Probable cause:
The pilot's failure to achieve a stabilized approach, resulting in a nose-first, bounced landing. Contributing to the accident was the pilot's activation of only one thrust reverser, resulting in asymmetrical thrust.
Final Report:

Crash of a Cessna 550 Citation II in Manteo

Date & Time: Oct 1, 2010 at 0830 LT
Type of aircraft:
Operator:
Registration:
N262Y
Flight Type:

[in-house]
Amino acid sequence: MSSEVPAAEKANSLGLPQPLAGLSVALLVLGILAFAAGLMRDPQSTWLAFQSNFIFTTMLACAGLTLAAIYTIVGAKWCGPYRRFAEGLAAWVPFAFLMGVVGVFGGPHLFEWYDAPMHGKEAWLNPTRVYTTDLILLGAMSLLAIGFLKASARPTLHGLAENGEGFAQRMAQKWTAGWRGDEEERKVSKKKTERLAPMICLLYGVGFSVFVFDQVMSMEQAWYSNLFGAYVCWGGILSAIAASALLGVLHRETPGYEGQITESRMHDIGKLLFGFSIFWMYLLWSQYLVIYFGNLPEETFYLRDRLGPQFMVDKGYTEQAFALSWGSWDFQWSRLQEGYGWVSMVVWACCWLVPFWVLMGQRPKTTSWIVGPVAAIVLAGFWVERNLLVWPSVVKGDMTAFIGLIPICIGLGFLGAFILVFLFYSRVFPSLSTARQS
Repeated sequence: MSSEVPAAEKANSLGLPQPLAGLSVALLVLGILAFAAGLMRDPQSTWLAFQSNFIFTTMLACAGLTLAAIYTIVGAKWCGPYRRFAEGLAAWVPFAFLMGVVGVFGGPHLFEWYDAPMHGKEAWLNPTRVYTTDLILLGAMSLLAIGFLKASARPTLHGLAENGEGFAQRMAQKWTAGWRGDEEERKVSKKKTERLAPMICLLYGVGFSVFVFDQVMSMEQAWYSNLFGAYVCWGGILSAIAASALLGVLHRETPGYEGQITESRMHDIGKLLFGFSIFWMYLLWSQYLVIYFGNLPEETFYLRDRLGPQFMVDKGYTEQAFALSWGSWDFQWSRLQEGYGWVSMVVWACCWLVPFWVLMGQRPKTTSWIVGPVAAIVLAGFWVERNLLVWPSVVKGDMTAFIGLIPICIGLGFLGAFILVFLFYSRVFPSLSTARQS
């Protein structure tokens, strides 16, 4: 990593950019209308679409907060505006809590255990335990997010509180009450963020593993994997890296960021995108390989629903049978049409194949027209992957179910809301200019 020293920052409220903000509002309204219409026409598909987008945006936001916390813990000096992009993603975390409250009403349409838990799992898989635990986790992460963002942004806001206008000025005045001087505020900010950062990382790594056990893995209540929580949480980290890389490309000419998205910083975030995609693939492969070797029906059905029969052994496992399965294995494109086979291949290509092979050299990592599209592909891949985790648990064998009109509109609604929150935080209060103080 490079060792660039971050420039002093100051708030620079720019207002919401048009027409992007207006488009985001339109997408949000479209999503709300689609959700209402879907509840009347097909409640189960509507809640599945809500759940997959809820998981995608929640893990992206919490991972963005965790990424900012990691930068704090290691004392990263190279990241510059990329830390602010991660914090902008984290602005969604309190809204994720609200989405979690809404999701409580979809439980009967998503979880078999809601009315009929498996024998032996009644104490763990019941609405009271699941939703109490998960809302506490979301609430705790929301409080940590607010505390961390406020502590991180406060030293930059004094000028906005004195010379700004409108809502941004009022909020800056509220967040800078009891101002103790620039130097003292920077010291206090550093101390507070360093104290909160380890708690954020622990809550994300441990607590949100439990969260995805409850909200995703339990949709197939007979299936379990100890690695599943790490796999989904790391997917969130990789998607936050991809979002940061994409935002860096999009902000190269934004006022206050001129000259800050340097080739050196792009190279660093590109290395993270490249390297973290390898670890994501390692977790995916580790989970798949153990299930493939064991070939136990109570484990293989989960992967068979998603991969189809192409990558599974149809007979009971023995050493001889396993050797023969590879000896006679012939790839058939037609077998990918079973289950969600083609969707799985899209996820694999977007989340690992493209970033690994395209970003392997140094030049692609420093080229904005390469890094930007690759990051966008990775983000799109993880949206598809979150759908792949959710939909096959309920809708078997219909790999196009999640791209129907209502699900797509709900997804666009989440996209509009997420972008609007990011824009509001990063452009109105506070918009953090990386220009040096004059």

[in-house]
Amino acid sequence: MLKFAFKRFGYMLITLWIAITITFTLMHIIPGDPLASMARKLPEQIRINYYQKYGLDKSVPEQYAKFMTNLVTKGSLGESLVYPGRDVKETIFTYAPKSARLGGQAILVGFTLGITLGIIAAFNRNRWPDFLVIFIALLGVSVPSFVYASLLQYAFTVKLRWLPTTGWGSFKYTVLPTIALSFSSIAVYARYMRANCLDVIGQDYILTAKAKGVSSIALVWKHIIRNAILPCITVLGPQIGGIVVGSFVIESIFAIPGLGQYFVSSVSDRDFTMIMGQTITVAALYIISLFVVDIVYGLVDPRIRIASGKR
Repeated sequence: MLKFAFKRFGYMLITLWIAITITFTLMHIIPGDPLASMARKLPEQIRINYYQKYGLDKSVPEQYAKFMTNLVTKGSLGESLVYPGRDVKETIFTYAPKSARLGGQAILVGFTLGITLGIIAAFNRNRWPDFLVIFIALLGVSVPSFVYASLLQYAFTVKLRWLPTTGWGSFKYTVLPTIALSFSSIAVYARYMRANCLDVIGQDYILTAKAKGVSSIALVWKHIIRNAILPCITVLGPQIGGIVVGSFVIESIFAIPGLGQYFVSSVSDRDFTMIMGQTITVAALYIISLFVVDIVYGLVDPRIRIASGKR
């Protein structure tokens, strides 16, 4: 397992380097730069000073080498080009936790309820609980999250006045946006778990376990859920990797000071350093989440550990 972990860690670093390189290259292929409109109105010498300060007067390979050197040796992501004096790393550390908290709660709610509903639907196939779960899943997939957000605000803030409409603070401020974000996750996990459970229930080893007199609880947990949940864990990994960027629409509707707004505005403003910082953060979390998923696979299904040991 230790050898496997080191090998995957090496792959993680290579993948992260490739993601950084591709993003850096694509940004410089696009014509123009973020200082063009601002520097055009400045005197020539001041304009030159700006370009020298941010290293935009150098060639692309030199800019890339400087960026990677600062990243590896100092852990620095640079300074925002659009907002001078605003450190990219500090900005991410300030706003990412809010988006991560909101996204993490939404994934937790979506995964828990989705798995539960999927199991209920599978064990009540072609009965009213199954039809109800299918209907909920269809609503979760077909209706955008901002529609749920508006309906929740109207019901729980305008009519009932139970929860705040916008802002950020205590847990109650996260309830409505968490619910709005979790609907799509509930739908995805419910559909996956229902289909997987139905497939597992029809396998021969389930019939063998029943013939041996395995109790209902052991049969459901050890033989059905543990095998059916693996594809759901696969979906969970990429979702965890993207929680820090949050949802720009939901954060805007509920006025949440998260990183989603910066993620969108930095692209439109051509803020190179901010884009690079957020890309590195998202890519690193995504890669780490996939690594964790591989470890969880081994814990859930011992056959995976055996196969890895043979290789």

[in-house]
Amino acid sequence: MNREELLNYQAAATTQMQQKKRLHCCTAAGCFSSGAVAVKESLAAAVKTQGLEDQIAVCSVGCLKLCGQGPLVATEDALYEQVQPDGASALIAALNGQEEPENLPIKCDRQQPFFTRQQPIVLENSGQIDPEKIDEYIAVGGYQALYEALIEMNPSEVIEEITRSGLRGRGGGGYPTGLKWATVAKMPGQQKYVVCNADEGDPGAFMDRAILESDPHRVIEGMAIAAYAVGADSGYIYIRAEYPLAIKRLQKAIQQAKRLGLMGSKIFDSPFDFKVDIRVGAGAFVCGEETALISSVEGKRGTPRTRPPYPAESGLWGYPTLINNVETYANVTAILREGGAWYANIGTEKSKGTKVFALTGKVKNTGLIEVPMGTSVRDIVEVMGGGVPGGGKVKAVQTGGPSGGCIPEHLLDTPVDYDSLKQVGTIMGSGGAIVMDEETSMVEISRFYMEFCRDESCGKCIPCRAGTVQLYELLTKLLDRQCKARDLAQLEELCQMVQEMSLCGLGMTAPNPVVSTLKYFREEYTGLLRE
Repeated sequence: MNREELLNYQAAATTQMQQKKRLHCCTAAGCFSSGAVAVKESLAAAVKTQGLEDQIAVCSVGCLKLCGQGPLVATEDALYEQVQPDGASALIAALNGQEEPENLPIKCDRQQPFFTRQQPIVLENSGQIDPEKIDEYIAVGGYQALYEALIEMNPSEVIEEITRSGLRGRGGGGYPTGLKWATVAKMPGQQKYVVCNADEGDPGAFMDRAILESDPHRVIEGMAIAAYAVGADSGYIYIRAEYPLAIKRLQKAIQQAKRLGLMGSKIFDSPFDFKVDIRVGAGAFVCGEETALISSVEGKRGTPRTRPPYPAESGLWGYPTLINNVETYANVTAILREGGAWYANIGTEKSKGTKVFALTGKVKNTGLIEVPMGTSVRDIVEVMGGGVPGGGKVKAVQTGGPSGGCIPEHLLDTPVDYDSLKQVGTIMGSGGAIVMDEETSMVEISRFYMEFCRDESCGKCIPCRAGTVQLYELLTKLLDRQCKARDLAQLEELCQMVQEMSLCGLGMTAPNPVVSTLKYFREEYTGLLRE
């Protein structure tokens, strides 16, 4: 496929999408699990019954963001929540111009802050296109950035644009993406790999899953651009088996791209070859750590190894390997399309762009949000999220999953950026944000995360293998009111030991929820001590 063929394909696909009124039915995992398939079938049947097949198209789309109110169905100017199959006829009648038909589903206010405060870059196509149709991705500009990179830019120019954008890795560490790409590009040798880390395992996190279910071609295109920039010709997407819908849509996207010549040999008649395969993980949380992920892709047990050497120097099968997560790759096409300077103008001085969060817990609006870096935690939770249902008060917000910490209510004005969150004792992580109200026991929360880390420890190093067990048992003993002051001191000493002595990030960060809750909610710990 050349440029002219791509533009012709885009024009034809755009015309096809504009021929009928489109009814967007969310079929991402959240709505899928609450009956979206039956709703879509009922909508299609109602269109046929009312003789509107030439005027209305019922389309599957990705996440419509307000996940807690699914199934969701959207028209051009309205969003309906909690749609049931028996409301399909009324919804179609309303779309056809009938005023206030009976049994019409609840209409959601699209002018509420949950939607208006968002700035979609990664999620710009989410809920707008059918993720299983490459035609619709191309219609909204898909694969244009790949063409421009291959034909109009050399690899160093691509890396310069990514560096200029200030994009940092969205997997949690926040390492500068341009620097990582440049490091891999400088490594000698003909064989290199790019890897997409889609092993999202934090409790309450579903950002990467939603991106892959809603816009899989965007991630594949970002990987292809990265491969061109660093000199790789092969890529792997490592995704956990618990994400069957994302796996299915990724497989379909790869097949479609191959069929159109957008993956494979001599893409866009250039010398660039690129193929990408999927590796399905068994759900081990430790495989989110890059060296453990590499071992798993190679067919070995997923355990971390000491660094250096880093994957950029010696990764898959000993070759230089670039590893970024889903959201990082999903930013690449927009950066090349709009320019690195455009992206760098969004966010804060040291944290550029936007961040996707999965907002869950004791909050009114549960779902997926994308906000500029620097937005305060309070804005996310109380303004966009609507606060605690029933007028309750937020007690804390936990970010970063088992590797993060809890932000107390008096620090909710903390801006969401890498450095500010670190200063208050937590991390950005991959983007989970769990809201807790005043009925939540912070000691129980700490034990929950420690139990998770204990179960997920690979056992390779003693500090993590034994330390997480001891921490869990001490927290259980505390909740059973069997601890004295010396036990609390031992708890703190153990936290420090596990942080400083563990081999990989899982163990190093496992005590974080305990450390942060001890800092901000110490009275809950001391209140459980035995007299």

Survivors:
Yes
Schedule:
Tampa - Manteo
MSN:
550-0291
YOM:
1981
Crew on board:
2
Crew fatalities:
Pax on board:
5
Pax fatalities:
Other fatalities:
Total fatalities:
0
Captain / Total flying hours:
9527
Captain / Total hours on type:
2025.00
Aircraft flight hours:
9643
Circumstances: